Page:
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(PRESS RELEASE) ROYAL OAK, MI – Gem Legacy is celebrating the successes of its 1 year anniversary after launching in September 2018 by founder Roger Dery. Gem Legacy is a 501(c)3 nonprofit supporting education, vocational training, and local economies in East African colored gemstone mining communities.

The first year has boasted many successes, thanks to industry partners and donors. Roger Dery, founder and executive director of Gem Legacy looks back on the first year: “Lives are deeply affected because we’re ensuring that a group of widowed miners will find Tsavorite Garnet, 28 orphans will get a full education, kids are getting full nights of sleep on new mattresses, and young adults are entering the gem industry with knowledge in gemology and gem faceting. They have hope because we, the jewelry industry, are saying ‘we see you and we believe in you.’”

Other highlights from Gem Legacy’s first year include the formation of its advisory board (Christina Clover-Field, Ben Smithee, and Monica Stephenson) and its Leadership Council (Omi Gems and Parle Jewelry Designs). The leadership council is growing to be a consortium of the industry’s top leaders dedicated to sharing Gem Legacy’s mission and activating a united industry-wide effort to support the mining communities in Africa.

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Technological Solutions for Sustainability and Responsible Sourcing Spotlighted at CIBJO-IEG Seminar

Seminar marked the 10th year of cooperation between CIBJO and IEG.

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(PRESS RELEASE) MILAN, ITALY — With members of the jewelry and gemstone sectors under growing pressure to actively demonstrate that they are conducting their businesses in a sustainable manner, including verifying that the items they purchase, process and sell have been sourced responsibly, a range of technological solutions are currently being developed to help them comply with the due diligence requirements. These came under the spotlight during a seminar on September 9, 2019, at the VICENZAORO show in Vicenza, Italy, organized by CIBJO and hosted by the Italian Exhibition Group (IEG).

The seminar was the latest edition in a series of educational programs organized by the two bodies, which is endorsed by the United Nations Economic and Social Council (ECOSOC), to support corporate social responsibility and sustainability in the jewelry sector. As Marco Carniello, director of IEG’s jewelry and fashion division pointed out, the seminar this September marked the 10th year of cooperation between CIBJO and Italy’s leading jewelry trade show organizer.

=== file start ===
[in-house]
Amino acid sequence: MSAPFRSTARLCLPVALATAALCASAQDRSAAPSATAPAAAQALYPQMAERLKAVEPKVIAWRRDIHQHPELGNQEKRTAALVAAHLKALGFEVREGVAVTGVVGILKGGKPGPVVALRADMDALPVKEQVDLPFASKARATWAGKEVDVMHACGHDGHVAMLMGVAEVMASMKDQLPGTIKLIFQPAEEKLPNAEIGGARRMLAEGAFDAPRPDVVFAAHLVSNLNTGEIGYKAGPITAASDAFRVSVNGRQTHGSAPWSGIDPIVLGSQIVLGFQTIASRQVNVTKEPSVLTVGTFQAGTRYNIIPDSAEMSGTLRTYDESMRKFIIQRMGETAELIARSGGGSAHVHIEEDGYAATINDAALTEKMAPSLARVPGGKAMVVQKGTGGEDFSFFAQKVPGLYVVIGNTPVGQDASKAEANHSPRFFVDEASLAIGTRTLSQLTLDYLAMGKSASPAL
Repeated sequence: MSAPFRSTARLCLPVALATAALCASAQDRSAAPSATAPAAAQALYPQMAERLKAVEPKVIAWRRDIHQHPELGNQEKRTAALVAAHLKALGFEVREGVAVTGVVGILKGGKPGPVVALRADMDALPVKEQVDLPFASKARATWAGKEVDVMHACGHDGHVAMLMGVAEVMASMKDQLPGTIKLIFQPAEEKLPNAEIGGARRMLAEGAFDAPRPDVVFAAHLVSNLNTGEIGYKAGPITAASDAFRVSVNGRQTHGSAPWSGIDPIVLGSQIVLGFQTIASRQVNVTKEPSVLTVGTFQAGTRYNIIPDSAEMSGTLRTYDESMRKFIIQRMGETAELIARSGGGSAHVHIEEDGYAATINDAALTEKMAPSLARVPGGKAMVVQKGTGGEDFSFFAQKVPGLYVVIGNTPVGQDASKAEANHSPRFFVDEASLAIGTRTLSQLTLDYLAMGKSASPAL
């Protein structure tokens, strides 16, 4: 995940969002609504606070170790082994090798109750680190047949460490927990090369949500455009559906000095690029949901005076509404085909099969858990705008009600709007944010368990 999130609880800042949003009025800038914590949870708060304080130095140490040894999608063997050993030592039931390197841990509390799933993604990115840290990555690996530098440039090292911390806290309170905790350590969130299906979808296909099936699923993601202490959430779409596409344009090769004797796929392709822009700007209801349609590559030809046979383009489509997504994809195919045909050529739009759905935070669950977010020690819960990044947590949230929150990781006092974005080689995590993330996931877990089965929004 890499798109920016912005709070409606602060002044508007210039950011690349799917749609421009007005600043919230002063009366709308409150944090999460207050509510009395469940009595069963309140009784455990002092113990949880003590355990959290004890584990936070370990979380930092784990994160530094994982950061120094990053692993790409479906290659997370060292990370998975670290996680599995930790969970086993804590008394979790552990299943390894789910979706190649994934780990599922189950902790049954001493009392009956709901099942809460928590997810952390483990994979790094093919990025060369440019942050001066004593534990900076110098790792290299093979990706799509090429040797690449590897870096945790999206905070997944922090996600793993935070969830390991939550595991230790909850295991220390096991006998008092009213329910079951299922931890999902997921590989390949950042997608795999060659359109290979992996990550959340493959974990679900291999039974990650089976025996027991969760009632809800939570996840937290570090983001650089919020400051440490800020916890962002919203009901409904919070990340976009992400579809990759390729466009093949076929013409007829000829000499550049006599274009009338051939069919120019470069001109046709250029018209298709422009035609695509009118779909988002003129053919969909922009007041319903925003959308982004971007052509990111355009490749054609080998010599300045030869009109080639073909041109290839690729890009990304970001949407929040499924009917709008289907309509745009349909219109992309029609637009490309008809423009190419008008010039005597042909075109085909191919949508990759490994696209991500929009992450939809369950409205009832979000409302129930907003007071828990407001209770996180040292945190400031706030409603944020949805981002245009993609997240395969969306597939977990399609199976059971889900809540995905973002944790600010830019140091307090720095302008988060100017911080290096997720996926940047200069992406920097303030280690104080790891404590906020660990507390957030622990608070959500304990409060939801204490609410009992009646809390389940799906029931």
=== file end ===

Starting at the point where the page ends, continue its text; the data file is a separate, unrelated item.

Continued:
A growing percentage of the jewelry, gemstone and precious metals industries have taken steps in recent years to implement sustainable and responsible sourcing principles in their businesses, with more than 1,300 worldwide already certified by compliance organizations, after undergoing monitoring by independent auditors. But in an industry that is dominated by small and medium-sized companies, many participants find it challenging to follow suit and consequently could experience difficulty in gaining access to chains of supply. The technologies discussed at the seminar are largely being developed to address these challenges.

“CIBJO is committed to the development of an ethical and sustainable jewelry industry, which sources its raw materials in both a responsible and transparent manner,” said CIBJO President Gaetano Cavalieri, opening the seminar. “As we reiterated in the new Responsible Sourcing Blue Book which was approved earlier this year, we believe that all participants should do due diligence to the best of their ability. At the same time, we also insist that no ethical members of our community be discriminated against because they currently lack the resources necessary to implement a full compliance system. It is for this reason that we view the development of technological solutions as being so important.”

The panel of speakers, which was moderated by Erik Jens, vice president of CIBJO’s Responsible Sourcing Commission, represented a cross section of this growing industry service sector, providing solutions to industry participants at all stages of the chain of distribution, from the mine to the retailer.